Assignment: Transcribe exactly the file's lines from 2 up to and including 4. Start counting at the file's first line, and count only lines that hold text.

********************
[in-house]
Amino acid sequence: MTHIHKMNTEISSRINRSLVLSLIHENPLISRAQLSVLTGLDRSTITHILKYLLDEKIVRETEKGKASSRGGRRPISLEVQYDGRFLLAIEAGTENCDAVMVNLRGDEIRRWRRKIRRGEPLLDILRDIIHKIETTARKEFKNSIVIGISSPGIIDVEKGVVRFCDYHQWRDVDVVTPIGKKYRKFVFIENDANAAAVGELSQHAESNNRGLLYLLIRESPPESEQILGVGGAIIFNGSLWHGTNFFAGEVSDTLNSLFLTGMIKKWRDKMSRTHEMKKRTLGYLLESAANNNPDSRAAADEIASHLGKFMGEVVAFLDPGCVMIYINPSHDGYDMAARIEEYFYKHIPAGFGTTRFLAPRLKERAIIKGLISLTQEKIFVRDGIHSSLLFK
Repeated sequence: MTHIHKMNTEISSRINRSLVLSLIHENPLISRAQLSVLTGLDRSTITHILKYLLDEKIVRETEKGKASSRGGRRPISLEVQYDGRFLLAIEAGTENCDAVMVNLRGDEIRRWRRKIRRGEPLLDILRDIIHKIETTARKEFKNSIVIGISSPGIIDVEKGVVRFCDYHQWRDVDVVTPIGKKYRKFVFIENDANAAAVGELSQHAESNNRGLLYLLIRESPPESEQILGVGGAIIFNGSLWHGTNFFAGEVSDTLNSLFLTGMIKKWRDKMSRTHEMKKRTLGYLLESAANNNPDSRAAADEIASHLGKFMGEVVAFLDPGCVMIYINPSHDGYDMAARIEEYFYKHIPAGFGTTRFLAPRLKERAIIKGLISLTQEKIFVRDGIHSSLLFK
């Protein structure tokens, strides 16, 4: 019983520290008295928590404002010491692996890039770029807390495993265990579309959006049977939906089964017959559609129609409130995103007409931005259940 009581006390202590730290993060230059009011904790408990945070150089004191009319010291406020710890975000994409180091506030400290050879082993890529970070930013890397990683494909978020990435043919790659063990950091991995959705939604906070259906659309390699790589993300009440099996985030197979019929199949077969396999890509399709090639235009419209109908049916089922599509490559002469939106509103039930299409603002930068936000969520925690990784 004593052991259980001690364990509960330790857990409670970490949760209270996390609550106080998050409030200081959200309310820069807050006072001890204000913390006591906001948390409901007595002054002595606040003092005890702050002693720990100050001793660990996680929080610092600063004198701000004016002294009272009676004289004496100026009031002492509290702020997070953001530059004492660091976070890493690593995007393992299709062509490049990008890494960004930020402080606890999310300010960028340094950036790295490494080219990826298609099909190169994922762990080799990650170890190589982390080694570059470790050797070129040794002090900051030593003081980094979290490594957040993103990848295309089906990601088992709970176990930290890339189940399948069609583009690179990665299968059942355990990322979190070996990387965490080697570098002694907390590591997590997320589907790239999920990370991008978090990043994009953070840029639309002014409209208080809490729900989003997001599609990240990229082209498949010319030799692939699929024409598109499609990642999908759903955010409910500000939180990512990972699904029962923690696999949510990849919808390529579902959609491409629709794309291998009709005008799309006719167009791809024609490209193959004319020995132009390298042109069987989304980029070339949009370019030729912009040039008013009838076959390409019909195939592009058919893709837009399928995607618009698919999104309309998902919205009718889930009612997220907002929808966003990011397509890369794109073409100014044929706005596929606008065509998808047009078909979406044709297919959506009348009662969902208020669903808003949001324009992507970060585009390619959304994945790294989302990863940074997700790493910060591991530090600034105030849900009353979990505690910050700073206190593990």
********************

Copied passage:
Amino acid sequence: MTHIHKMNTEISSRINRSLVLSLIHENPLISRAQLSVLTGLDRSTITHILKYLLDEKIVRETEKGKASSRGGRRPISLEVQYDGRFLLAIEAGTENCDAVMVNLRGDEIRRWRRKIRRGEPLLDILRDIIHKIETTARKEFKNSIVIGISSPGIIDVEKGVVRFCDYHQWRDVDVVTPIGKKYRKFVFIENDANAAAVGELSQHAESNNRGLLYLLIRESPPESEQILGVGGAIIFNGSLWHGTNFFAGEVSDTLNSLFLTGMIKKWRDKMSRTHEMKKRTLGYLLESAANNNPDSRAAADEIASHLGKFMGEVVAFLDPGCVMIYINPSHDGYDMAARIEEYFYKHIPAGFGTTRFLAPRLKERAIIKGLISLTQEKIFVRDGIHSSLLFK
Repeated sequence: MTHIHKMNTEISSRINRSLVLSLIHENPLISRAQLSVLTGLDRSTITHILKYLLDEKIVRETEKGKASSRGGRRPISLEVQYDGRFLLAIEAGTENCDAVMVNLRGDEIRRWRRKIRRGEPLLDILRDIIHKIETTARKEFKNSIVIGISSPGIIDVEKGVVRFCDYHQWRDVDVVTPIGKKYRKFVFIENDANAAAVGELSQHAESNNRGLLYLLIRESPPESEQILGVGGAIIFNGSLWHGTNFFAGEVSDTLNSLFLTGMIKKWRDKMSRTHEMKKRTLGYLLESAANNNPDSRAAADEIASHLGKFMGEVVAFLDPGCVMIYINPSHDGYDMAARIEEYFYKHIPAGFGTTRFLAPRLKERAIIKGLISLTQEKIFVRDGIHSSLLFK
């Protein structure tokens, strides 16, 4: 019983520290008295928590404002010491692996890039770029807390495993265990579309959006049977939906089964017959559609129609409130995103007409931005259940 009581006390202590730290993060230059009011904790408990945070150089004191009319010291406020710890975000994409180091506030400290050879082993890529970070930013890397990683494909978020990435043919790659063990950091991995959705939604906070259906659309390699790589993300009440099996985030197979019929199949077969396999890509399709090639235009419209109908049916089922599509490559002469939106509103039930299409603002930068936000969520925690990784 004593052991259980001690364990509960330790857990409670970490949760209270996390609550106080998050409030200081959200309310820069807050006072001890204000913390006591906001948390409901007595002054002595606040003092005890702050002693720990100050001793660990996680929080610092600063004198701000004016002294009272009676004289004496100026009031002492509290702020997070953001530059004492660091976070890493690593995007393992299709062509490049990008890494960004930020402080606890999310300010960028340094950036790295490494080219990826298609099909190169994922762990080799990650170890190589982390080694570059470790050797070129040794002090900051030593003081980094979290490594957040993103990848295309089906990601088992709970176990930290890339189940399948069609583009690179990665299968059942355990990322979190070996990387965490080697570098002694907390590591997590997320589907790239999920990370991008978090990043994009953070840029639309002014409209208080809490729900989003997001599609990240990229082209498949010319030799692939699929024409598109499609990642999908759903955010409910500000939180990512990972699904029962923690696999949510990849919808390529579902959609491409629709794309291998009709005008799309006719167009791809024609490209193959004319020995132009390298042109069987989304980029070339949009370019030729912009040039008013009838076959390409019909195939592009058919893709837009399928995607618009698919999104309309998902919205009718889930009612997220907002929808966003990011397509890369794109073409100014044929706005596929606008065509998808047009078909979406044709297919959506009348009662969902208020669903808003949001324009992507970060585009390619959304994945790294989302990863940074997700790493910060591991530090600034105030849900009353979990505690910050700073206190593990």